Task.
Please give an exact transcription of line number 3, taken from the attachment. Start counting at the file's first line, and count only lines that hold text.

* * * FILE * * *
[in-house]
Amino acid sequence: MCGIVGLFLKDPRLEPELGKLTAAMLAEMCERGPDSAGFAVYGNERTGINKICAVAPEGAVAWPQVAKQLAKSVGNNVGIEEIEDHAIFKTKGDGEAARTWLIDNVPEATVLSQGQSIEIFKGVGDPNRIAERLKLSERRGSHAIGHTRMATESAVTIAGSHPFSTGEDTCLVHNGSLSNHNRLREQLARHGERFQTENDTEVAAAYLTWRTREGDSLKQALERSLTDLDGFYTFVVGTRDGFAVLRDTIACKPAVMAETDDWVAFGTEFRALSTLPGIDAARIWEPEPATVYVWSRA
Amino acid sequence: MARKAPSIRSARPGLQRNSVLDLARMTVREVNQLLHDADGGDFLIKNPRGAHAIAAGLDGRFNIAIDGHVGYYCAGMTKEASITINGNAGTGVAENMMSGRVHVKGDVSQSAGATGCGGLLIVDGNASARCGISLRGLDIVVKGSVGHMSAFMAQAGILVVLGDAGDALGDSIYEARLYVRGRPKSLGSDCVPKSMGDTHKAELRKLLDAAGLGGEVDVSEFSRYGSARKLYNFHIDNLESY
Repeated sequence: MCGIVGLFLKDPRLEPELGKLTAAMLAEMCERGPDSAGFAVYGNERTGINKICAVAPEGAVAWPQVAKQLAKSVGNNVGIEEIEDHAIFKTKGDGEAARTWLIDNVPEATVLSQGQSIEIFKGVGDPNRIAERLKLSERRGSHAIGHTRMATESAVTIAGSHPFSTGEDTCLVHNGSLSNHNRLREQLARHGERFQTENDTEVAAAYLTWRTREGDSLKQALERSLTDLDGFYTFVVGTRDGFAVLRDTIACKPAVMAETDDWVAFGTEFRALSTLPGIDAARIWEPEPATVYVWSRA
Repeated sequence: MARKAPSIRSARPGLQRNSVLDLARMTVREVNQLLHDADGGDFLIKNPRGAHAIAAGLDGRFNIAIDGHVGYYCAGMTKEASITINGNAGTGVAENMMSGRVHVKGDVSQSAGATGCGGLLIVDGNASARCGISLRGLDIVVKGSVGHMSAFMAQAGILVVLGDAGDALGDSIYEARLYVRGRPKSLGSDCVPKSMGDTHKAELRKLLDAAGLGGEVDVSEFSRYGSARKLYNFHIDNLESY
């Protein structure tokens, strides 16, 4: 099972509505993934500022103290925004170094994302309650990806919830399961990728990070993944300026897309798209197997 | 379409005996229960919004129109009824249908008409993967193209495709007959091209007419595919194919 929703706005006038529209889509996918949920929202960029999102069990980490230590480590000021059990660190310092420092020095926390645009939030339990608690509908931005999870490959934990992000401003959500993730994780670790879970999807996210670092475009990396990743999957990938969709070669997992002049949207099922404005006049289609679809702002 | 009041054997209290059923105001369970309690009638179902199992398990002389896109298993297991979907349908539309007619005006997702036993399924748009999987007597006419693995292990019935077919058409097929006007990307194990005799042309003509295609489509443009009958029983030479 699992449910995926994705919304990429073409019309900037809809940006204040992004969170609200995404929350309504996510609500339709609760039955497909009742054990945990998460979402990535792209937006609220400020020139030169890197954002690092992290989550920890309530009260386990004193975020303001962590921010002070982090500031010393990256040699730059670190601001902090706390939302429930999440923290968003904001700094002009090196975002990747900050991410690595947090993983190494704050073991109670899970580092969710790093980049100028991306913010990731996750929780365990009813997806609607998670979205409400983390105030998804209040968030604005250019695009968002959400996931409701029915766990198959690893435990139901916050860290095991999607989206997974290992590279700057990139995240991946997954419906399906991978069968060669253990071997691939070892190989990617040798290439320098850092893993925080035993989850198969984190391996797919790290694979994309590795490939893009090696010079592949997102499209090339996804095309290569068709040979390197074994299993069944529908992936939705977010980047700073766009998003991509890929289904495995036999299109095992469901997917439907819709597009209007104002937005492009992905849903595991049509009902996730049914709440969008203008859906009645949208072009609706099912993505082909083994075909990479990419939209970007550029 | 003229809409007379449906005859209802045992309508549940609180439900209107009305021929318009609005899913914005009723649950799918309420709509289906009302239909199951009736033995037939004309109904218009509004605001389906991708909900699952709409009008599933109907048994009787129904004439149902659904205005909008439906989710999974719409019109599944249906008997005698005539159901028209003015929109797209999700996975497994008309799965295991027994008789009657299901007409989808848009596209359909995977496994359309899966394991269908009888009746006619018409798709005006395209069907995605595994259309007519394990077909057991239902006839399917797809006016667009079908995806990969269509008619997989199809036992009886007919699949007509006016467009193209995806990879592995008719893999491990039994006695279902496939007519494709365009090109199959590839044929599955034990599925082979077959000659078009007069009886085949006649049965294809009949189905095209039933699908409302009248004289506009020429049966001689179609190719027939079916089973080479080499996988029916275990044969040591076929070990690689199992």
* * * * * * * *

Amino acid sequence: MARKAPSIRSARPGLQRNSVLDLARMTVREVNQLLHDADGGDFLIKNPRGAHAIAAGLDGRFNIAIDGHVGYYCAGMTKEASITINGNAGTGVAENMMSGRVHVKGDVSQSAGATGCGGLLIVDGNASARCGISLRGLDIVVKGSVGHMSAFMAQAGILVVLGDAGDALGDSIYEARLYVRGRPKSLGSDCVPKSMGDTHKAELRKLLDAAGLGGEVDVSEFSRYGSARKLYNFHIDNLESY